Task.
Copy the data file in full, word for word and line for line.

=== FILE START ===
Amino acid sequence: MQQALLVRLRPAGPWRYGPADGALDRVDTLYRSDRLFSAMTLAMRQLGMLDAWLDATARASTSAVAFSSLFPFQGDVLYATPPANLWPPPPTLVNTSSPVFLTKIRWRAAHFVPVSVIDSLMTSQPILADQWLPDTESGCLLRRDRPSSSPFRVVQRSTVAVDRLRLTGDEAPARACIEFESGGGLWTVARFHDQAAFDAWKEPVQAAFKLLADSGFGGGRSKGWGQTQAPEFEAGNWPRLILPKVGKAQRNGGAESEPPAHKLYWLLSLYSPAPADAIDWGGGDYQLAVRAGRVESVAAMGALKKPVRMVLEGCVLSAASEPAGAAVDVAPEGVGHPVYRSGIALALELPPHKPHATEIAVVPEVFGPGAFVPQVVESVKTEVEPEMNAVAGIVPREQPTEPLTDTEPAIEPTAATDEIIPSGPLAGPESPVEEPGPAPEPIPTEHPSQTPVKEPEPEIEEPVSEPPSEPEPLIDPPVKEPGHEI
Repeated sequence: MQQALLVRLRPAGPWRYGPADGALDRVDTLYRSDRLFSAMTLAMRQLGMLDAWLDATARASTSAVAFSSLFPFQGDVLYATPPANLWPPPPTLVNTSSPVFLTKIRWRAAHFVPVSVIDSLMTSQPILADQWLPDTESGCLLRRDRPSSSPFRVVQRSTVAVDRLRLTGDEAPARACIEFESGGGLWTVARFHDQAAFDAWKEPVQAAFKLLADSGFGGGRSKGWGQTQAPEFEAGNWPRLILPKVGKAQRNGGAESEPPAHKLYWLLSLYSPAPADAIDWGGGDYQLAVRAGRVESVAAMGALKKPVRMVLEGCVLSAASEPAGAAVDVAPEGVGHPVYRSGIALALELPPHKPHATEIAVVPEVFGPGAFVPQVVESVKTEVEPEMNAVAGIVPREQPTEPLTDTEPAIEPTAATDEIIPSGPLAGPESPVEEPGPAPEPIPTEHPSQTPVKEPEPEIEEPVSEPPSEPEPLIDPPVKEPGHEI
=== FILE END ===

Amino acid sequence: MQQALLVRLRPAGPWRYGPADGALDRVDTLYRSDRLFSAMTLAMRQLGMLDAWLDATARASTSAVAFSSLFPFQGDVLYATPPANLWPPPPTLVNTSSPVFLTKIRWRAAHFVPVSVIDSLMTSQPILADQWLPDTESGCLLRRDRPSSSPFRVVQRSTVAVDRLRLTGDEAPARACIEFESGGGLWTVARFHDQAAFDAWKEPVQAAFKLLADSGFGGGRSKGWGQTQAPEFEAGNWPRLILPKVGKAQRNGGAESEPPAHKLYWLLSLYSPAPADAIDWGGGDYQLAVRAGRVESVAAMGALKKPVRMVLEGCVLSAASEPAGAAVDVAPEGVGHPVYRSGIALALELPPHKPHATEIAVVPEVFGPGAFVPQVVESVKTEVEPEMNAVAGIVPREQPTEPLTDTEPAIEPTAATDEIIPSGPLAGPESPVEEPGPAPEPIPTEHPSQTPVKEPEPEIEEPVSEPPSEPEPLIDPPVKEPGHEI
Repeated sequence: MQQALLVRLRPAGPWRYGPADGALDRVDTLYRSDRLFSAMTLAMRQLGMLDAWLDATARASTSAVAFSSLFPFQGDVLYATPPANLWPPPPTLVNTSSPVFLTKIRWRAAHFVPVSVIDSLMTSQPILADQWLPDTESGCLLRRDRPSSSPFRVVQRSTVAVDRLRLTGDEAPARACIEFESGGGLWTVARFHDQAAFDAWKEPVQAAFKLLADSGFGGGRSKGWGQTQAPEFEAGNWPRLILPKVGKAQRNGGAESEPPAHKLYWLLSLYSPAPADAIDWGGGDYQLAVRAGRVESVAAMGALKKPVRMVLEGCVLSAASEPAGAAVDVAPEGVGHPVYRSGIALALELPPHKPHATEIAVVPEVFGPGAFVPQVVESVKTEVEPEMNAVAGIVPREQPTEPLTDTEPAIEPTAATDEIIPSGPLAGPESPVEEPGPAPEPIPTEHPSQTPVKEPEPEIEEPVSEPPSEPEPLIDPPVKEPGHEI